The service desk acts as a single point of contact between ICT and users, where they can submit enquiries, log incidents, obtain help and request change. The service desk not only handles incidents, problems and questions, but also provides an interface to users. Dealing with requests for equipment moves, software installations and help on how to use a system are typical service desk functions.
The single point of contact at the service desk can perform some aspects of financial management and configuration management while also helping with the production of reports and administrative functions in other areas of FITS.
Why a service desk?
Computer systems can grow very large from small beginnings. This often appears to happen overnight without being planned and takes users and technicians by surprise. Eventually the management and support of such an environment becomes very expensive, time consuming and frequently an exercise in futility.
There is nothing more frustrating than calling for technical support and getting passed around until you find the right person to speak to – provided, of course, they are not at lunch, on holiday or have just gone home.
Benefits of a service desk in a school
• A common way of logging incidents and requests means that users know who to contact when they need help, incidents only require reporting once and the right information is always collected.
• Using a common shared call log helps with incident resolution, tracking logged calls to resolution and monitoring service levels.
• Familiarity with hardware, software and infrastructure aids quick resolution of incidents, and ensures that users receive appropriate training and that software and hardware standardisation can be maintained.
Roles and responsibilities
Any school that needs to understand its technical support requirements will start with implementing a service desk.This will help to put all technical requirements through a single point of contact, enabling needs, and how they are currently being addressed, to be understood.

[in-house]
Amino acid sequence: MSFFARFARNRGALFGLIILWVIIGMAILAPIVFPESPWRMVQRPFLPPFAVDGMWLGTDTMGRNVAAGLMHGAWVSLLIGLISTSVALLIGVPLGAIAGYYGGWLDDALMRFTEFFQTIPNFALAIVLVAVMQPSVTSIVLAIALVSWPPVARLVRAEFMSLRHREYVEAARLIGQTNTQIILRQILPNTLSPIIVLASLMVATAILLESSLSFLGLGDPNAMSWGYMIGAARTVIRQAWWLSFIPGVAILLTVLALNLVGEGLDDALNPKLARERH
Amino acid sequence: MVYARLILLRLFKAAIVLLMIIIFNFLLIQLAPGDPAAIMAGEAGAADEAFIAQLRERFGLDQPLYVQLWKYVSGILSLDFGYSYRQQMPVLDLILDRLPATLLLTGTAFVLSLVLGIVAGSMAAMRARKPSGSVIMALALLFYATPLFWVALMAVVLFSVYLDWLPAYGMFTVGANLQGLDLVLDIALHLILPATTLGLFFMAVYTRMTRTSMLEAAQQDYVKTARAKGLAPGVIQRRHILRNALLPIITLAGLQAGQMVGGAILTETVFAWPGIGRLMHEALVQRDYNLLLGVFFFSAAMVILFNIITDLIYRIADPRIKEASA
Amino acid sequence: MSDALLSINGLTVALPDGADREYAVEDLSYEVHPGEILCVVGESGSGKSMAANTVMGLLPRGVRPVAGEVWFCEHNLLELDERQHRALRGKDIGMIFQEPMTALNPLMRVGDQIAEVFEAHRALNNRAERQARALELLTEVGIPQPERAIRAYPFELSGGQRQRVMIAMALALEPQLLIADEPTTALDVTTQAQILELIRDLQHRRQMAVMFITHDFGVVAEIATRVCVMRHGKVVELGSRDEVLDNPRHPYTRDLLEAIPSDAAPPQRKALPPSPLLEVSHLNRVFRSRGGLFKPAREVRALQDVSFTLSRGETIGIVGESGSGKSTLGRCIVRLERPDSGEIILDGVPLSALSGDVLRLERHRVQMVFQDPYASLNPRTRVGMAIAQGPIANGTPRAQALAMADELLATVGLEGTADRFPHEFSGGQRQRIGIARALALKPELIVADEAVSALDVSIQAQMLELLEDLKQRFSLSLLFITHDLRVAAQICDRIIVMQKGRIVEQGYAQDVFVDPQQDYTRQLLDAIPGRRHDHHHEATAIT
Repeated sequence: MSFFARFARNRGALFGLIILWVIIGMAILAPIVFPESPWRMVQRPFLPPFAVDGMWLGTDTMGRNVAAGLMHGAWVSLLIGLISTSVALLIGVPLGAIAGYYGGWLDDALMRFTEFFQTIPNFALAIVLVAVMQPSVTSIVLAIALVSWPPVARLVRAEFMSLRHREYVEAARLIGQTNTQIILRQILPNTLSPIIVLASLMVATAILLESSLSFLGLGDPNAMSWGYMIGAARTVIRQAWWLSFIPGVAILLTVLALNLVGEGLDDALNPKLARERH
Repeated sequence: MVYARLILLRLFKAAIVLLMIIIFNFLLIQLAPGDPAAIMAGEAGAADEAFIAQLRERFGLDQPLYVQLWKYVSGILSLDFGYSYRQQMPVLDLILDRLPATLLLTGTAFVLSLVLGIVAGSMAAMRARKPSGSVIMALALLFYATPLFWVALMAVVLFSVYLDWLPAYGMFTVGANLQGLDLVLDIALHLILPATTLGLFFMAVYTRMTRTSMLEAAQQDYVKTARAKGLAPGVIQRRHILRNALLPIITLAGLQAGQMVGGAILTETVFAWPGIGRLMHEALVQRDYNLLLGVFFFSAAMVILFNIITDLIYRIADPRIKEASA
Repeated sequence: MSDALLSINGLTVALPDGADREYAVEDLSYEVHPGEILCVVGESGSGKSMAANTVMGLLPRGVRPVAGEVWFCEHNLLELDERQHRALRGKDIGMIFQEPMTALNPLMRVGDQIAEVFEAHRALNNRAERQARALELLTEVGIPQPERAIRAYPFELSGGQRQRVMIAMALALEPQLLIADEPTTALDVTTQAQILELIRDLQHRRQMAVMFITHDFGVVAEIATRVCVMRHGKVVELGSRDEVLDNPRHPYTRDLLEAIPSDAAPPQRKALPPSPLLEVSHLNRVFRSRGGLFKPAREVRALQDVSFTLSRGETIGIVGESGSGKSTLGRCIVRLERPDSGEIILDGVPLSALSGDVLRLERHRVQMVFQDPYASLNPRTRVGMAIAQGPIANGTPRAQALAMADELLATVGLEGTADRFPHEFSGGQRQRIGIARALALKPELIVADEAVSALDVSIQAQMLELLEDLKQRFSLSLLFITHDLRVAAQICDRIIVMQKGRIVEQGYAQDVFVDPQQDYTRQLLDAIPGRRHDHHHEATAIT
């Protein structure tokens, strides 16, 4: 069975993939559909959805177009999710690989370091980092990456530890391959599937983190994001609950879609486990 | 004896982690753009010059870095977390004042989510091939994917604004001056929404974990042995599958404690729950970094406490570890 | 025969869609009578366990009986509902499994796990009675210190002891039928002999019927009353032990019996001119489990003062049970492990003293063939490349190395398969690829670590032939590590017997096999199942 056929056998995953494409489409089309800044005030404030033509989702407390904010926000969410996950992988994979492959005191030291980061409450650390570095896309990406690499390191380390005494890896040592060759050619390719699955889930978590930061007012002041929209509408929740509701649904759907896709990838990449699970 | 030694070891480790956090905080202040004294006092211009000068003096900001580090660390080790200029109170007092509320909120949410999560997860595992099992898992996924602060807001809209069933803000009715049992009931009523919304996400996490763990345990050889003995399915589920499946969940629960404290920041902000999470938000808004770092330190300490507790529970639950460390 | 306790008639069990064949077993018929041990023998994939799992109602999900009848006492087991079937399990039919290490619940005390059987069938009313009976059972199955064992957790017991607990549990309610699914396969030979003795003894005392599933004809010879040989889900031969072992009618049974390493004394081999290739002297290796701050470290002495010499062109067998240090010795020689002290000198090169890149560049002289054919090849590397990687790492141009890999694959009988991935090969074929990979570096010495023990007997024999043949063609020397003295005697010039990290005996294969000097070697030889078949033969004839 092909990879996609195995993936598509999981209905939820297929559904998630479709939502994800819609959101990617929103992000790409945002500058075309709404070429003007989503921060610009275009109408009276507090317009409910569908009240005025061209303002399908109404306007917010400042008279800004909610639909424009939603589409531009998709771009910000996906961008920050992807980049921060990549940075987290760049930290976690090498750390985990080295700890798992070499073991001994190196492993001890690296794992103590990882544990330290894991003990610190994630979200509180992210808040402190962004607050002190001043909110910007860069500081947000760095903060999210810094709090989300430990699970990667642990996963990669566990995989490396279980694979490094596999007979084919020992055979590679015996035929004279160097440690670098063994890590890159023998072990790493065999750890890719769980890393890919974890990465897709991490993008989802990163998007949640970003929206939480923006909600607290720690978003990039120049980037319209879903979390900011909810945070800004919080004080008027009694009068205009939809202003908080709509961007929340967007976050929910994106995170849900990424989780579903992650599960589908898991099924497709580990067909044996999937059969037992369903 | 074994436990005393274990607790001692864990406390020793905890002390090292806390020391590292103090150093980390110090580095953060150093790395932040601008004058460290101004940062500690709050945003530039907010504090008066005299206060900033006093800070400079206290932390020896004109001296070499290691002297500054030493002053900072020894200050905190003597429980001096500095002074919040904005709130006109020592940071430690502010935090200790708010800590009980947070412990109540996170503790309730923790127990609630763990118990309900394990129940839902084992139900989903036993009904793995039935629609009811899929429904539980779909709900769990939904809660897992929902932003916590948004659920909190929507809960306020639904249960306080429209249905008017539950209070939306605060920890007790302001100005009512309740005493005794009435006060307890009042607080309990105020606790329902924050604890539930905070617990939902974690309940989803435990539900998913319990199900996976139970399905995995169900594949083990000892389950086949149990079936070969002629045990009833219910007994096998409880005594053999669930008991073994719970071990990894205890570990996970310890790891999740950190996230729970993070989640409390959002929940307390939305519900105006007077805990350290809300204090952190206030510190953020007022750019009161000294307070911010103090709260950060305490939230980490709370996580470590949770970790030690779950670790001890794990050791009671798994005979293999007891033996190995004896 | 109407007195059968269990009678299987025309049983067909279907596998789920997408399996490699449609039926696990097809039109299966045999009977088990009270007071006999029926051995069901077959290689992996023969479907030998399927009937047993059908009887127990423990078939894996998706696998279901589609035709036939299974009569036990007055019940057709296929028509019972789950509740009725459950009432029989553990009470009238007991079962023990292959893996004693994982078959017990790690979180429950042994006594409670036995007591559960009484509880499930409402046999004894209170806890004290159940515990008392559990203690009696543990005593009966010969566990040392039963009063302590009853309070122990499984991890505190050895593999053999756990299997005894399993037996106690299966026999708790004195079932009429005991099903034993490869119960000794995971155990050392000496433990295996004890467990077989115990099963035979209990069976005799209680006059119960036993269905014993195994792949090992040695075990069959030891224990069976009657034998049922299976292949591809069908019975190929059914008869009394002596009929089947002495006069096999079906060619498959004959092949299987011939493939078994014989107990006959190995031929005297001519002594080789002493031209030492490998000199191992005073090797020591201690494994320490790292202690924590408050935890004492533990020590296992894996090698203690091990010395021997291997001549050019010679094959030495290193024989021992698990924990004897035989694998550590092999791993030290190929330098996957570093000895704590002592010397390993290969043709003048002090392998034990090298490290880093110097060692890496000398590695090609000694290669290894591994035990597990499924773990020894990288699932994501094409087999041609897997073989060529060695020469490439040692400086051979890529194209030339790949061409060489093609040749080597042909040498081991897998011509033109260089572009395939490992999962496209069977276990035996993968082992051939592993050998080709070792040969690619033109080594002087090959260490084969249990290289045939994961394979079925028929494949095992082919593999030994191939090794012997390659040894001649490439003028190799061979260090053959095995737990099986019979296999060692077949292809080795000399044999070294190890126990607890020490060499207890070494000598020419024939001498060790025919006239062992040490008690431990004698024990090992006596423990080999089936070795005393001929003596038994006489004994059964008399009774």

Who should staff the service desk
• A person with good interpersonal skills
• A person who is not providing technical support
• A person who is not necessarily technical but does need to be organised
• A person who could be performing another role (in a small school)
Remember the goal of the service desk is to enable the person providing technical support to concentrate on that work and not the details of how to log a call.
How to operate the service desk
If a non-technical person is staffing the service desk, they can solely log, track and update technical support calls. However, there is an opportunity to develop the role to encompass non-technical aspects of roles in other FITS processes including:
- configuration management
- database administrator
- financial administrator
- service continuity recovery team member
If a person with technical understanding is staffing the service desk, they may be able to carry out incident management. In many cases, this would speed up incident resolution and reduce technician workload.
What you should achieve through the service desk
• A standard way of recording and logging incidents and requests
• A method of communication between the user and technician via the service desk
• Historical information about calls and failure rates of individual equipment
• Reports and feedback on the calls logged and resolved
• Knowledge about the time taken to resolve incidents and requests
• Information about calls currently outstanding and how long they have been logged